What do you think about this approach? Is it rigorous enough? Is it harmful in any way? Comments and feedback are welcome!

 


Conceptual Understanding in Introductory Physics XXIV

This question was inspired by chapters 13, 14, and 15 of Matter & Interactions and would, I think, make a good final exam question even in courses where M&I isn’t used. The story line in those chapters makes a wonderful progression through different charge distributions and their fields and interactions with other similar charge distributions. The rather obvious patterns in this progression are worth emphasizing. They seem to be a consequence of superposition, which is one of most conceptually astounding ideas in physics.

Make a table giving at least one charge distribution, or combination of distributions, that gives rise to an electric field or electric interaction (force) that varies as 1/(r^n) where n = 0, 1, 2, …, 9. It may be the case that not all values of n are represented in the table. 

I can think of at least one example where a double digit value of n is needed, but most courses don’t deal with that situation.

 


Conceptual Understanding in Introductory Physics XXIII

This question came to me while I was planning for this semester’s introductory calculus-based e&m course (using Matter & Interactions of course). My overall desire and plan is to move away from the traditional number crunching type of problems, where all students really do is manipulate coordinate components of vectors or perhaps vector magnitudes, all without any genuine concern for the underlying geometrical implications. I completely understand the importance of this skill, but with computing having become rather ubiquitous I think such number crunching can be relegated to computational activities and labs. To change the status quo, I want to build a library of conceptual questions and problems that go as far beyond number crunching as I can get. I want students to think about the assumptions we make in physics and about how those assumptions are formulated. I want students to be able to, as Cliff Swartz once said, know the answer to a problem before calculating it. (I’ll link to the reference for that paraphrased quote once I dig it up.)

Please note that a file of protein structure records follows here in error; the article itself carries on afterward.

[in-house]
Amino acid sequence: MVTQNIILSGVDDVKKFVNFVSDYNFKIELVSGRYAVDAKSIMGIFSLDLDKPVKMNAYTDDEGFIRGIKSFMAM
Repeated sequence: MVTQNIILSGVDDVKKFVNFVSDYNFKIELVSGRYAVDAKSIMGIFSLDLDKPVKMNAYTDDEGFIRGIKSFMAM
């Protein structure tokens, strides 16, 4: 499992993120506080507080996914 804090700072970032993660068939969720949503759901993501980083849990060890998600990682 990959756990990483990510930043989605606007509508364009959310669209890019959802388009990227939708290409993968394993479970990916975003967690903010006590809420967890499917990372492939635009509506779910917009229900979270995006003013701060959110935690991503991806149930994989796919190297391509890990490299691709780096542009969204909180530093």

This particular question addresses two things, one that I never questioned as a student and one I only recently thought about as a teacher. It also addresses my continual search for ways to introduce symmetry arguments into introductory physics as early as possible. See what you think. You may find this question intimately related to this post.

(a) Formulate an explanation for why the electric field of a particle, or any other finite charge distribution, must decrease, as opposed to increase or remain constant, as distance from the charge distribution increases. 

(b) Formulate an explanation for why the electric field of an infinite (keeping in mind that true infinite charge distributions don’t exist) charge distribution must remain constant, as opposed to increase or decrease, as distance from the charge distribution increases. (It may help to consider an Aronsonian operational definition of “infinite charge distribution.” In other words, if a charge distribution can’t be truly infinite then what precisely do we really mean by “infinite charge distribution” in the first place?)

By the way, as always these questions are framed within the context of introductory calculus-based physics. I hope I have made correct assumptions about the physics of the situations. If not, please feel free to let me know. Oh, and yes, you could probably use gravitational or magnetic fields instead of electric fields in this question.